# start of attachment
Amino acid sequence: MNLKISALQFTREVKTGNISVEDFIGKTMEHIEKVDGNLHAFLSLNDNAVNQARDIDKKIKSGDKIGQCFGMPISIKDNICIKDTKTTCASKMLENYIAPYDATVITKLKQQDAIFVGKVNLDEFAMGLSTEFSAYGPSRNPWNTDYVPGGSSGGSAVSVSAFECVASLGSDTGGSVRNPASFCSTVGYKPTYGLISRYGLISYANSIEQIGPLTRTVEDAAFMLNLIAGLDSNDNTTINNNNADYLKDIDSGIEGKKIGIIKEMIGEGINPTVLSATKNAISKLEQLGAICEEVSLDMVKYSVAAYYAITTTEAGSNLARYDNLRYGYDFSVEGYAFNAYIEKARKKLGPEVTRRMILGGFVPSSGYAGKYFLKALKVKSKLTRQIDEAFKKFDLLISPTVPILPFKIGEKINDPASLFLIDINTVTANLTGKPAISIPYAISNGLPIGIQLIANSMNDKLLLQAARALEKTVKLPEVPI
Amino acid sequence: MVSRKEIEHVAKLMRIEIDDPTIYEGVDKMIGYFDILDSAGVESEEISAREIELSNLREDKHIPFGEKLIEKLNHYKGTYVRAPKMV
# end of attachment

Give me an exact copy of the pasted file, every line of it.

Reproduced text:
Amino acid sequence: MNLKISALQFTREVKTGNISVEDFIGKTMEHIEKVDGNLHAFLSLNDNAVNQARDIDKKIKSGDKIGQCFGMPISIKDNICIKDTKTTCASKMLENYIAPYDATVITKLKQQDAIFVGKVNLDEFAMGLSTEFSAYGPSRNPWNTDYVPGGSSGGSAVSVSAFECVASLGSDTGGSVRNPASFCSTVGYKPTYGLISRYGLISYANSIEQIGPLTRTVEDAAFMLNLIAGLDSNDNTTINNNNADYLKDIDSGIEGKKIGIIKEMIGEGINPTVLSATKNAISKLEQLGAICEEVSLDMVKYSVAAYYAITTTEAGSNLARYDNLRYGYDFSVEGYAFNAYIEKARKKLGPEVTRRMILGGFVPSSGYAGKYFLKALKVKSKLTRQIDEAFKKFDLLISPTVPILPFKIGEKINDPASLFLIDINTVTANLTGKPAISIPYAISNGLPIGIQLIANSMNDKLLLQAARALEKTVKLPEVPI
Amino acid sequence: MVSRKEIEHVAKLMRIEIDDPTIYEGVDKMIGYFDILDSAGVESEEISAREIELSNLREDKHIPFGEKLIEKLNHYKGTYVRAPKMV